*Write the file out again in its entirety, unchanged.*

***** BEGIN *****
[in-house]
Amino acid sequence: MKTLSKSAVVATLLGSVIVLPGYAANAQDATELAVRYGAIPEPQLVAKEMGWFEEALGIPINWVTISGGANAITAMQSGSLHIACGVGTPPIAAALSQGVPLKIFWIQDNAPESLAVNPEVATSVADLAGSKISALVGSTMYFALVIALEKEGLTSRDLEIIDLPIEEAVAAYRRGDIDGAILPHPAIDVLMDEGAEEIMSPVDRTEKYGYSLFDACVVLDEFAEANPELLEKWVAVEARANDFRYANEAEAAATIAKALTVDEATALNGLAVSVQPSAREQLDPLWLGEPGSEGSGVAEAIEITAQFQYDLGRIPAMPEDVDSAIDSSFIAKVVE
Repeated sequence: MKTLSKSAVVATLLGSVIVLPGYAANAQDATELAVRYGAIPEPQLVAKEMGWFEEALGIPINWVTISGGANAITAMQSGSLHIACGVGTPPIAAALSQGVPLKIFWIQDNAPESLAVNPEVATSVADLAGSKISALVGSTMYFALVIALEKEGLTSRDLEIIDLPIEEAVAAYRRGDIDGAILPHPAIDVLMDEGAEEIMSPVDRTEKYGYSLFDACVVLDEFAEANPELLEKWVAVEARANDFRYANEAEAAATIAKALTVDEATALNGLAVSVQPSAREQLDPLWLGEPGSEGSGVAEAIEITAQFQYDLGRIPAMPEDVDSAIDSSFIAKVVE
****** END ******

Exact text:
[in-house]
Amino acid sequence: MKTLSKSAVVATLLGSVIVLPGYAANAQDATELAVRYGAIPEPQLVAKEMGWFEEALGIPINWVTISGGANAITAMQSGSLHIACGVGTPPIAAALSQGVPLKIFWIQDNAPESLAVNPEVATSVADLAGSKISALVGSTMYFALVIALEKEGLTSRDLEIIDLPIEEAVAAYRRGDIDGAILPHPAIDVLMDEGAEEIMSPVDRTEKYGYSLFDACVVLDEFAEANPELLEKWVAVEARANDFRYANEAEAAATIAKALTVDEATALNGLAVSVQPSAREQLDPLWLGEPGSEGSGVAEAIEITAQFQYDLGRIPAMPEDVDSAIDSSFIAKVVE
Repeated sequence: MKTLSKSAVVATLLGSVIVLPGYAANAQDATELAVRYGAIPEPQLVAKEMGWFEEALGIPINWVTISGGANAITAMQSGSLHIACGVGTPPIAAALSQGVPLKIFWIQDNAPESLAVNPEVATSVADLAGSKISALVGSTMYFALVIALEKEGLTSRDLEIIDLPIEEAVAAYRRGDIDGAILPHPAIDVLMDEGAEEIMSPVDRTEKYGYSLFDACVVLDEFAEANPELLEKWVAVEARANDFRYANEAEAAATIAKALTVDEATALNGLAVSVQPSAREQLDPLWLGEPGSEGSGVAEAIEITAQFQYDLGRIPAMPEDVDSAIDSSFIAKVVE